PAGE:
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David Harrigan

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since Dec 12, 2000
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Recent posts by David Harrigan

Hiya,
Is anyone else encountering problems when running weblogic 5.1 with sp9? It sometimes doesn't submit the entire page to a web browser - especially IE (using 5.5 sp1).
David.
20 years ago
Don't know if it's a good solution, but why not have another collection (ArrayList perhaps) that takes the Object Id as the key and a simple counter that is incremented whenever an object is referenced. You can then have another thread that is launched at specific times, examines the value for each entry in the collection and if is below a certain access threshold (say 50) then it removes that object from the HashMap???
David.
21 years ago
Matthew is correct. You can increment a char like a normal int. So,
char c = 'A';
c++;
will work.
Don't forget, if you want to use the char as a key in a hashmap, you need to convert it to an object first! Here is a bit of code to do so:-
--
HashMap h = new HashMap();
char c = 'A';
Character co = Character(c);
h.put(co, "Hello There!");
--
David.
21 years ago
Yeah, thanks Grant. He's right. Some minor points about speed and looks, but if you stick with "lightweight" components such as Swing provides then you'll have a consistent look and feel...
Speed, ahem, Java isn't noted for it's *speed*... :-) But as Grant rightly points out, there may be minor speed variations on platforms. Personally I only use the Sun JVM on Windows and Blackdown on Linux.
David.
21 years ago
Hiya,
There are 2 screens. Just click I AGREE to every question asked. You will know you are facing the *real* exam when your heart jumps up 30 beats, your palms get all sweaty and you begin to worry...
Go back and unmark the questions when you have examined them.
David.
I think it's still a IS-A because the class *has* to implement all of the interface methods, so the class IS-A interface type as well.
David.
Take a look here:-
http://java.sun.com/docs/books/tutorial/essential/threads/index.html
for threads...
YOu will also find information there about IO, but IMHO it's not that good.
David.
Until you are regularly scoring 75-85% consistently in all mock exams, I wouldn't even bother going for the real exam...
David.
Hiya,
I think it is very important to remember the interfaces, abstract classes and concrete classes of the Collection utilities. You should also know which type of collection you will require depending on whether you need to store data uniquely, duplicated-doesn't-matter etc...
Therefore, you need to understand about Lists, Sets, Maps, SortedSets, SortedMaps. Their abstract classes (AbstractMap, AbstractSet etc....) and some concrete implementations (LinkedList, ArrayList, TreeMap, TreeSet....etc...)
Most of this classes share the same method names (add, remove, etc..)
Take a look at the Java Tutorial online at this URL:-
http://java.sun.com/docs/books/tutorial/collections/intro/index.html
David
Nothing.
Java was designed to be platform independent. All the data types are fixed (i.e., 64bit, 32bit, 16bit, 8bit). All the input/output streams/readers work on a high level so you don't have to worry if you are running on a Unix box or a Windows box.
I develop both in Unix (GNU/Linux) and Windows and I yet to notice a difference...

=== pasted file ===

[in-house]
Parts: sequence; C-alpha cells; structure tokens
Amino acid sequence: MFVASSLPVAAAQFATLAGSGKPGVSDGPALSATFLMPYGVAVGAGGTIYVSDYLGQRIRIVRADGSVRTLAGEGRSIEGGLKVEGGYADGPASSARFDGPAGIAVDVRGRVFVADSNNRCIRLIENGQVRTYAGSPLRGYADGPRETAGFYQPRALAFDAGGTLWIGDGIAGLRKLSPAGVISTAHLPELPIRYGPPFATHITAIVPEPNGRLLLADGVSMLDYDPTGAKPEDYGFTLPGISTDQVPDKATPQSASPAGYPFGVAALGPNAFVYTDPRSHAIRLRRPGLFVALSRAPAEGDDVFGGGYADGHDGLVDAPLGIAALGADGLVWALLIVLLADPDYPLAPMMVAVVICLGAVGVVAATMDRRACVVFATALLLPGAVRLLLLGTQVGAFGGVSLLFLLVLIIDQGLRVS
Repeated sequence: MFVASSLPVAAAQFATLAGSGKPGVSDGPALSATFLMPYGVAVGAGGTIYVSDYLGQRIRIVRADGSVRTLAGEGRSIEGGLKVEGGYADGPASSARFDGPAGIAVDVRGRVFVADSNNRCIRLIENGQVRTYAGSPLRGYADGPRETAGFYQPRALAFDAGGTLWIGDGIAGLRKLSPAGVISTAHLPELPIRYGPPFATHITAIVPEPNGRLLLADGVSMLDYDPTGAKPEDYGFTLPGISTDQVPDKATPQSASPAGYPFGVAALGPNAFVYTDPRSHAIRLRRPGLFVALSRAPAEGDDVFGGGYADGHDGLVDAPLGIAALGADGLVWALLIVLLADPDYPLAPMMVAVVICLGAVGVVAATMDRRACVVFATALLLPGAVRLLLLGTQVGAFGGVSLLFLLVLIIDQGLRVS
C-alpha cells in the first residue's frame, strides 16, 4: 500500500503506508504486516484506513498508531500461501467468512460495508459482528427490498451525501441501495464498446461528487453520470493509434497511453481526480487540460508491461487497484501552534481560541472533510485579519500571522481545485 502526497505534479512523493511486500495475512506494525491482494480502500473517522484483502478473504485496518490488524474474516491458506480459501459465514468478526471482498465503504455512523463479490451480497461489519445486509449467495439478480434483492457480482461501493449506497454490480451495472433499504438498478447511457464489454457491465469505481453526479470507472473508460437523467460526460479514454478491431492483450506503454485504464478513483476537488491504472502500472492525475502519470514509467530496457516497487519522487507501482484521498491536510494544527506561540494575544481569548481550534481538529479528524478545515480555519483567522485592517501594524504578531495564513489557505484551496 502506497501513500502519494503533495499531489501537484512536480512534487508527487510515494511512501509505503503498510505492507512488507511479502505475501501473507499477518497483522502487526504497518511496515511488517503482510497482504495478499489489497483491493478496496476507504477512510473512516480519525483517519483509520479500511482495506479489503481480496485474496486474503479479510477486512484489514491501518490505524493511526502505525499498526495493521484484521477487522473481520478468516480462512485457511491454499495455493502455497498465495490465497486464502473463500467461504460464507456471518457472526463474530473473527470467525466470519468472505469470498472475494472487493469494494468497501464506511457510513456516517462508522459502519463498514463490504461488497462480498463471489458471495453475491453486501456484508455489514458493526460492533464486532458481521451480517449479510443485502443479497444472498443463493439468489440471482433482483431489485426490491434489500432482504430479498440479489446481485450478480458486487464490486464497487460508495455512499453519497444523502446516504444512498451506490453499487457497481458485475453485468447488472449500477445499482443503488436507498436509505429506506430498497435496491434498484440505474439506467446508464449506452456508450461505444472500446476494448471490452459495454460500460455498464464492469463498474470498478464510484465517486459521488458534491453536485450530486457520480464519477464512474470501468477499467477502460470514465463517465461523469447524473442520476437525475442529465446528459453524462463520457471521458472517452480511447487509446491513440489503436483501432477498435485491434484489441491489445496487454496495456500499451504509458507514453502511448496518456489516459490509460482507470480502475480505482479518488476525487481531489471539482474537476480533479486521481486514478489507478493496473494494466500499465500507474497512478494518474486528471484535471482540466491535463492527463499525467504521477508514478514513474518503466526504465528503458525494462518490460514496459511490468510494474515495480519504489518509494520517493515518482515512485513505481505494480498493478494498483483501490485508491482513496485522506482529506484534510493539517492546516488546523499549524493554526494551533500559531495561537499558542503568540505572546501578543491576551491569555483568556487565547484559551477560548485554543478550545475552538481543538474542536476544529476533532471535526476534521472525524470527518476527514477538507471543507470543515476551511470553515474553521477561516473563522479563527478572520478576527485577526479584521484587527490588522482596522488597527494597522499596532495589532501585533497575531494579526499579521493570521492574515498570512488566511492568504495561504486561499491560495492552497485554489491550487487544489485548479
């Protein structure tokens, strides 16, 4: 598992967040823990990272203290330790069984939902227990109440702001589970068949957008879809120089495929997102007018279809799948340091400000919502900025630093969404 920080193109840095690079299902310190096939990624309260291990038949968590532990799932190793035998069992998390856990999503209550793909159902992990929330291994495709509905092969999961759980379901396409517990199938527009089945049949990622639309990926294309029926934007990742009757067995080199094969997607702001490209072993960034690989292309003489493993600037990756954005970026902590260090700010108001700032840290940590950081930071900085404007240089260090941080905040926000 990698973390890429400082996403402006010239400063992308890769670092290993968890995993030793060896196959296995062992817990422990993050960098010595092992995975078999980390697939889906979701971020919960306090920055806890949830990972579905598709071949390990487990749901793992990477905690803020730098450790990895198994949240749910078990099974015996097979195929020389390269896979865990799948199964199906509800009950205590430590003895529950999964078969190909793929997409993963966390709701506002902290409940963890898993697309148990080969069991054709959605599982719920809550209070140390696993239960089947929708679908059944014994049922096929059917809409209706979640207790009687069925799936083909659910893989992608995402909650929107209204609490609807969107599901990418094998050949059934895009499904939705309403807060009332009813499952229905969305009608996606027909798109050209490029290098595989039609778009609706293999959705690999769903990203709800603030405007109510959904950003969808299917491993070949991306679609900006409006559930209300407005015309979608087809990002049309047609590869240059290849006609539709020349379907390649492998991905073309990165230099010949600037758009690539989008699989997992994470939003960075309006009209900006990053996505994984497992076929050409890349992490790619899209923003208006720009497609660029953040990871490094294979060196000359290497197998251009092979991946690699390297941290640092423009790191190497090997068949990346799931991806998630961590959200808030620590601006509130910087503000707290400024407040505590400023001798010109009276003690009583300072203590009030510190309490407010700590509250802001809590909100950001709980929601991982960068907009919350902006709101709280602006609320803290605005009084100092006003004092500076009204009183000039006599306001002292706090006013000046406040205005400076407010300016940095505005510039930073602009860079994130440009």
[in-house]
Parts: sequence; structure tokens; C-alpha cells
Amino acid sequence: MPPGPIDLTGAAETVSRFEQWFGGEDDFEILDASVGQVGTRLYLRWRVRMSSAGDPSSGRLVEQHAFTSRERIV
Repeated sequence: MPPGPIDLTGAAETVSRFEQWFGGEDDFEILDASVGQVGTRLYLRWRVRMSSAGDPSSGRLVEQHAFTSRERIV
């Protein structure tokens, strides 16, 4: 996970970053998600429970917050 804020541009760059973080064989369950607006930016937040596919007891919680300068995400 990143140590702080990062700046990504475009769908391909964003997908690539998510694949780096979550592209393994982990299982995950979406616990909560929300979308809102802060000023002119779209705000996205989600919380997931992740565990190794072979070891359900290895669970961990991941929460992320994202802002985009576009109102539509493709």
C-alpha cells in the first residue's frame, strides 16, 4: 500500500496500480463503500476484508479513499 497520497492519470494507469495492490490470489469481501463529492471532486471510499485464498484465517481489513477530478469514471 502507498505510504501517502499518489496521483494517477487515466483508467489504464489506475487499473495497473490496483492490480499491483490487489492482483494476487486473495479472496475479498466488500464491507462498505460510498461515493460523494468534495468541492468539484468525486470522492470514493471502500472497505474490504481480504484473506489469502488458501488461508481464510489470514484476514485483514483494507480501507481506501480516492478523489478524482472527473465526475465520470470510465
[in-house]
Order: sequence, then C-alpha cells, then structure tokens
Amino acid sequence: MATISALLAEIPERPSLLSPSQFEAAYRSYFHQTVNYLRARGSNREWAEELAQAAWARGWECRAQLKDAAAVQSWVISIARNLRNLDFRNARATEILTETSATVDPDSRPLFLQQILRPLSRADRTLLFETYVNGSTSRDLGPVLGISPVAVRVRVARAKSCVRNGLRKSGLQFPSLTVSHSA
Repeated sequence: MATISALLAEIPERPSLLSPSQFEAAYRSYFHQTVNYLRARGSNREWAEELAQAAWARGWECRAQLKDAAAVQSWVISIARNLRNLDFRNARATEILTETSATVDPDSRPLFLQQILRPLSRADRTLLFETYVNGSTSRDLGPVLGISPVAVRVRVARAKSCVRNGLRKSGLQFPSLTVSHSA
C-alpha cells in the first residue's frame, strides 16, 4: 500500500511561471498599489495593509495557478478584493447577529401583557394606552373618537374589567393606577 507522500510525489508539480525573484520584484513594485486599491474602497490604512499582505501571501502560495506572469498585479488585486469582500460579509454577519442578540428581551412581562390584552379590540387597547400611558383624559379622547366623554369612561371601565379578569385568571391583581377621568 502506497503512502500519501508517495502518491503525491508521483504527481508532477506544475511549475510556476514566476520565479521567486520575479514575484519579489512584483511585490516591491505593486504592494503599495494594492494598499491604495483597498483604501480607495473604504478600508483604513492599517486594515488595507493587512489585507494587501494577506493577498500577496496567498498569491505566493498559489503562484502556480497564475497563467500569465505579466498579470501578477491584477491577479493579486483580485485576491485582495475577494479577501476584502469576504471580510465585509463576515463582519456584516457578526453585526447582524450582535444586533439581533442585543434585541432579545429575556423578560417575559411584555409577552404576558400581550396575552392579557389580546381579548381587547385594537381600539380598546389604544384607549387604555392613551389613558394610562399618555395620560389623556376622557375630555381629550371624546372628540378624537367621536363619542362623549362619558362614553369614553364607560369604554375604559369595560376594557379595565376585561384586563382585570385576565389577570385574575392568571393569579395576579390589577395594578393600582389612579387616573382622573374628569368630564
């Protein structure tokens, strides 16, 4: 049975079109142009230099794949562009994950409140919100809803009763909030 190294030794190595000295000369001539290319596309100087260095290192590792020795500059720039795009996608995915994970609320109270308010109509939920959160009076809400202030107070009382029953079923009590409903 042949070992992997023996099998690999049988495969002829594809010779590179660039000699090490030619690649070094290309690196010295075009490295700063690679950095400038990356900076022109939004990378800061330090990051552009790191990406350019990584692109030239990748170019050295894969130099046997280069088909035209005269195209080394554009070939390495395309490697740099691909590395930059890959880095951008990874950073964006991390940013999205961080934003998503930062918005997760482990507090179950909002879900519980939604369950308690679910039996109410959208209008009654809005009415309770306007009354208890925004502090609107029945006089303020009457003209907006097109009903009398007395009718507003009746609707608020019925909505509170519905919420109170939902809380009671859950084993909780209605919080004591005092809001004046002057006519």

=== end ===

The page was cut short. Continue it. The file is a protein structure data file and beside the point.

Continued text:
David.
21 years ago
Avoid J++ like the plague. It is non-standard. Breaks the language and Microsoft have officially dropped it, instead concentrating on the Java-clone C#.
It's better to get the latest JDK from Sun (or IBM or whatever). A decent Text editor (I use Textpad 4.0) and learn from the web...
David.
21 years ago
Don't think so....I didn't get it on my exam...
I think the exam concentrates on the fundamentals of the language. The only util package I was asked on was the collections....
David.
I'll give it a shot:-
Machine code is basically binary. Your average 001110101 etc.. that instructs the machine what to do. If you had the time and patience you could write this...however, I think it would take a ***LONG*** time for you to do anything useful...It is the *only* language the computer understands...
Opcode is the next level up. It is the:-
MOV #F, 12
NEQ A0, D1
BNE AA, #F
That you may see around. You write this using a text editor, and get an assembler to convert this into machine code (the 0011001) for the computer to do something..It is easier to write in assembler (as it's often referred to) than in machine code
Bytecode are machine-independent implementations of a high-level language (Java springs to mind here) that can be transferred from one machine to another. The JVM converts the byte-code into machine-code for the computer to do something...
David
21 years ago
Consider this:-

In the first case, the JVM would need to check the condition of *both* a *and* b in order for it to evaluate the expression. However, in the second case, it looks at a, determines it's true, but in an AND condition, *both* sides of the expression need to be true for the whole thing to evaluate to true, so it checks b as well...
However, if a was false then it would stop checking at a because it doesn't matter what the value of 'b' is as the overall result will *always* be false (i.e.,
if (false && true) = false
if (false && false) = false
if (true && false) = false
if (true && true) = true
The && is a short-circuit. It allows the JVM to continue on without processing the other side of the expression since it knows what the first part of the expression is...
The best way is to write some code. Try all permutations and convince yourself of the result...
David.
21 years ago
According to JLS 2nd Edition:-
8.4.3.4
...
A compile-time error occurs if a native method is declared abstract.
...
David.